Mickelson caught $9M over Woods: All 22 holes breakdown. - Sports history

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Saturday, November 24, 2018

Mickelson caught $9M over Woods: All 22 holes breakdown.

Phil Mickelson wins $9M over Tiger Woods, Look at 22 holes showdown.




In theTwo greatest Golf Superstar Rivals, Phil Mickelson has defeated the Tiger Woods in " #TheMatch"  in which the winner Mickelson caught $9 million in the head-to-head match in Thanksgiving showdown.

It was announced on Friday the pay-per-view event would cost viewers $19.99 and start at 3 p.m. ET.

 Both Golfers have 19 including PGA Tour major titles between them — have engaged in some social media to boost the 18 — hole event, to be held during the American Thanksgiving weekend Friday, 23 November at Shadow Creek Golf Course - Las Vegas, Nevada.





Golf, pga tour, Tiger Woods, Phil Mickelson, $9 Million, purse, prize money, Thanksgiving, Los Vegas, NV, November.





PGA Tour Schedule 2018-19: Golf tournament Events.





Phil Mickelson finally ended "The Match" with Tiger Woods by knocking in a $9 million 5-foot birdie on the 22nd hole, a contrived 93-yard par 3 that included a tee box set on the practice green so lights could be set up for the players. The birdie followed three playoff pars from both legends (two on the 93-yard hole) after the pair was all square following 18 regulation holes at Shadow Creek in Las Vegas.



It almost ended about 90 minutes before the temporary lights and temporary green was set up. Mickelson was 1 up on Woods and had him on the ropes going to the 17th hole, a long par 3. Lefty hit a great approach where a birdie would have closed the match. But of course, Woods chipped in from the back of the green to win the hole and pull all square. Mickelson quipped, "You've been doing that crap to me for 20 years, I'm not sure why I'd be surprised now."




All About prize Money.


 Despite being outside the world's top 10 and winning few tournaments, Woods and Mickelson still earned more money last year than any other golfers - $43.3m (£33.6m) and $41.3m (£32.1m) respectively - according to sports finance experts Forbes.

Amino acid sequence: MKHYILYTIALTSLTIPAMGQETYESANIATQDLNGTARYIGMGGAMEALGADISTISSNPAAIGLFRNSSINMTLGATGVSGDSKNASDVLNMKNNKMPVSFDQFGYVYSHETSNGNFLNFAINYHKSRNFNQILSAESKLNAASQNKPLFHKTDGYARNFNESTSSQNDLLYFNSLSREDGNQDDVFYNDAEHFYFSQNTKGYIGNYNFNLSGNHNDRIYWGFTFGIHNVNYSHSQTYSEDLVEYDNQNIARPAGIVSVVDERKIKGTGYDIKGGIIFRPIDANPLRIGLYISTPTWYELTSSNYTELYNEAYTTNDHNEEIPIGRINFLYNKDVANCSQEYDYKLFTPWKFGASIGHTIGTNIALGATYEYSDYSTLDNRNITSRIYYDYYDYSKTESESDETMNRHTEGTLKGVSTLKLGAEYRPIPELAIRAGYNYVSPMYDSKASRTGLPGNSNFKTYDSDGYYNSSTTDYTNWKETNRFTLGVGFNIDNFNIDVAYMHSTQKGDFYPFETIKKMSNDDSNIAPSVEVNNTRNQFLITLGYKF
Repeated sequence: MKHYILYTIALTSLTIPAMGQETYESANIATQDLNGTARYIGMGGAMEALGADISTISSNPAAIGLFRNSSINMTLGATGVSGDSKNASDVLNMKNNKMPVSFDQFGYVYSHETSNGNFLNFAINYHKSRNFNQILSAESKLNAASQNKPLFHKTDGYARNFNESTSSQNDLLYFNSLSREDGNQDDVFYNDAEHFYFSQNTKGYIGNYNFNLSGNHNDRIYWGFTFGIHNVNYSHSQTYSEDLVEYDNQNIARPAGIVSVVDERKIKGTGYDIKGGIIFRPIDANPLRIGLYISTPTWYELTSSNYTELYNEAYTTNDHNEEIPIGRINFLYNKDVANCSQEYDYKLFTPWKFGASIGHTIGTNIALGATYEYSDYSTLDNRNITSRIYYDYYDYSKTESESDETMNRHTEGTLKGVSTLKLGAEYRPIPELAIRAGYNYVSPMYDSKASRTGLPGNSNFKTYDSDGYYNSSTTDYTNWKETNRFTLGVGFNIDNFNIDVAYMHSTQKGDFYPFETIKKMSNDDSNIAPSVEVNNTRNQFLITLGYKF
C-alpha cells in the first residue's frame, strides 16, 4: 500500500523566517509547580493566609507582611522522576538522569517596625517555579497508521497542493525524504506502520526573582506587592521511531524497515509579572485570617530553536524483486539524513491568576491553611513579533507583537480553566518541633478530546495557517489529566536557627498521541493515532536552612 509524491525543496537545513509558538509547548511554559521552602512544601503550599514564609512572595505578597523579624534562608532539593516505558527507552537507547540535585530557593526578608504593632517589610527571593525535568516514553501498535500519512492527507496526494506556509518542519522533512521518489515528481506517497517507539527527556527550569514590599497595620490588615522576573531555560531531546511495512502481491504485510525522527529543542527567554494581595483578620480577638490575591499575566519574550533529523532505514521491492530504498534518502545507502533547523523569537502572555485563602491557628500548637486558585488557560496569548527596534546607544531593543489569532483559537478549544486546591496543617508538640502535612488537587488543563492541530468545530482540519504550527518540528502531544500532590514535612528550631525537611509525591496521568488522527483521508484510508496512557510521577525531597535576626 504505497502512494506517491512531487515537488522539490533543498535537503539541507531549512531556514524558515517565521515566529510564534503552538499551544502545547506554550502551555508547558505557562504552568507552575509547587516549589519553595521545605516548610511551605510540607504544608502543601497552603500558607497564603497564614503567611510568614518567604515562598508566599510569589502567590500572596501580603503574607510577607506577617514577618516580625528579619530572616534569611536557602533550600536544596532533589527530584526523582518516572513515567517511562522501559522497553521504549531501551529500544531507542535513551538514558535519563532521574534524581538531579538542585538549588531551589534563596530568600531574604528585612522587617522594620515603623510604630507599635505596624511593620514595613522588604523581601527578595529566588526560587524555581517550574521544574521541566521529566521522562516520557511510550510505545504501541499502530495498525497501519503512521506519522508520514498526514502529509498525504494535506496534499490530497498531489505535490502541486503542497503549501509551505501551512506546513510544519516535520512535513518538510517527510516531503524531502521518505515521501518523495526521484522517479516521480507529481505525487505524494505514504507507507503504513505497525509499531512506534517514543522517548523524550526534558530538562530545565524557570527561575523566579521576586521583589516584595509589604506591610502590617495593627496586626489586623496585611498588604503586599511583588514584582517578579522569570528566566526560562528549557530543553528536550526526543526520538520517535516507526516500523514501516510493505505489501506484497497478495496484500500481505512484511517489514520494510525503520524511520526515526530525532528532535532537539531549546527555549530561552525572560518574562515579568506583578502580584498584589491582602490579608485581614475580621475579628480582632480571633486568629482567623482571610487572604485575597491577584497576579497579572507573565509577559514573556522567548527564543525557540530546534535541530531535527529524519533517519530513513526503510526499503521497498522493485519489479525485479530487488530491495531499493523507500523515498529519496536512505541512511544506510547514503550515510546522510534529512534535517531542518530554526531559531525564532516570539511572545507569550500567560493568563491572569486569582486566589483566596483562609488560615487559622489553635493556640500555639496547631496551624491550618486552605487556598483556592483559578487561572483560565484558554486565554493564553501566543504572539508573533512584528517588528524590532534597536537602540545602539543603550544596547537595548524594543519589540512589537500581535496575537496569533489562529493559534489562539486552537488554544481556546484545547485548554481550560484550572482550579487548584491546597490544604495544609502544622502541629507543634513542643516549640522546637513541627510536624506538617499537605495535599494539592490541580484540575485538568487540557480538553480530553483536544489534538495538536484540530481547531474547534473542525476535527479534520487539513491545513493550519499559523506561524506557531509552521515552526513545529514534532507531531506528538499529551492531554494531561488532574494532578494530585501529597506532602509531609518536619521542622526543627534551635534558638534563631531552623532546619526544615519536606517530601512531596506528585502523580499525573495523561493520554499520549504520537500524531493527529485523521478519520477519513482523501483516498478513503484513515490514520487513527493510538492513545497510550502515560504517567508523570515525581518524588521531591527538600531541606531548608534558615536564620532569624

The bravado started at Tuesday's news conference when Mickelson laid down a $100,000 (£77,600) wager that Woods would not birdie the first hole. Woods told him to double it to $200,000 (£155,200).




Leaders Scoreboard: All 22 holes 1 by 1 detail:





Scoreboard: Mickelson wins 1 up in 22 holes


22nd hole: Par 3, 93 yards

Woods finally hits the green but misses his putt from inside 10 feet. Mickelson, inside 5 feet this time, makes his and wins the $9 million.


21st hole: Par 3, 93 yards

After Woods airmails the green -- again -- Mickelson stuffs his shot to 5 feet, 11 inches. And he misses. Mickelson doesn't make Woods make his 5-footer to halve the hole. "I don't want to win that way," Mickelson says.


20th hole: Par 3, 93 yards

This wasn't a real hole. This was invented, a tee on the practice putting green. Tiger airmails the green, but gets up and down for par. Mickelson misses from just inside 18 feet. On we go ...

19th hole: Par 5, 500 yards
Woods grumbled to himself all day that he couldn't hit a good putt. With a putt just inside 8 feet to win the whole thing, Woods misses again. On we go ...


18th hole: Par 5, 500 yards

After the drama on 17, the two head to 18 with all $9 million riding on the short par-5. Woods goes just over the back of the green in two; Mickelson hits the center of the green in two. Woods makes his 5-footer for birdie, then concedes Mickelson's 4-footer. On we go ...


17th hole: Par 3, 150 yards

Woods loves his tee shot, but it goes too far. Doesn't matter. Woods chips in from the back fringe for birdie. "Like old times," Woods says to caddie Joe LaCava. Mickelson misses his birdie attempt


16th hole: Par 5, 626 yards

The same story continues ... two pars. Both have a chance at the long par-5, but as has been the case all day, neither can make anything happen.


15th hole: Par 4, 467 yards

See if this sounds familiar: Both have to scramble for par. Mickelson hits a perfect, classic Phil flop shot to kick-in range. Woods hits an awful chip after missing the green and then misses the putt to fall back into a hole with three holes left.